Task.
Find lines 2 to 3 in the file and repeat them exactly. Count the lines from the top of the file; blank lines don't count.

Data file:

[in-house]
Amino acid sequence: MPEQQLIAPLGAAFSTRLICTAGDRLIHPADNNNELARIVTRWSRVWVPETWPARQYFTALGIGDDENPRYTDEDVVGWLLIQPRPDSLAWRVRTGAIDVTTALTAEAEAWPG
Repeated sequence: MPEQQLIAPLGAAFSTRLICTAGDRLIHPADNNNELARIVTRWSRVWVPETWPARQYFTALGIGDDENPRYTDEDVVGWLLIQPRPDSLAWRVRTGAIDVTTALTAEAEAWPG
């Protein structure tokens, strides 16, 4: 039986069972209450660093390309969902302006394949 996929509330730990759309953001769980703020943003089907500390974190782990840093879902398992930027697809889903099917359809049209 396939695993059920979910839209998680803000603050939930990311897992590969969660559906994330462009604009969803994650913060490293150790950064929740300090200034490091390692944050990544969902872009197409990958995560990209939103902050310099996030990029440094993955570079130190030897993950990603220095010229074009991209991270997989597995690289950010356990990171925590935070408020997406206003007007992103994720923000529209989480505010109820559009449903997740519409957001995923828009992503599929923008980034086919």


Amino acid sequence: MPEQQLIAPLGAAFSTRLICTAGDRLIHPADNNNELARIVTRWSRVWVPETWPARQYFTALGIGDDENPRYTDEDVVGWLLIQPRPDSLAWRVRTGAIDVTTALTAEAEAWPG
Repeated sequence: MPEQQLIAPLGAAFSTRLICTAGDRLIHPADNNNELARIVTRWSRVWVPETWPARQYFTALGIGDDENPRYTDEDVVGWLLIQPRPDSLAWRVRTGAIDVTTALTAEAEAWPG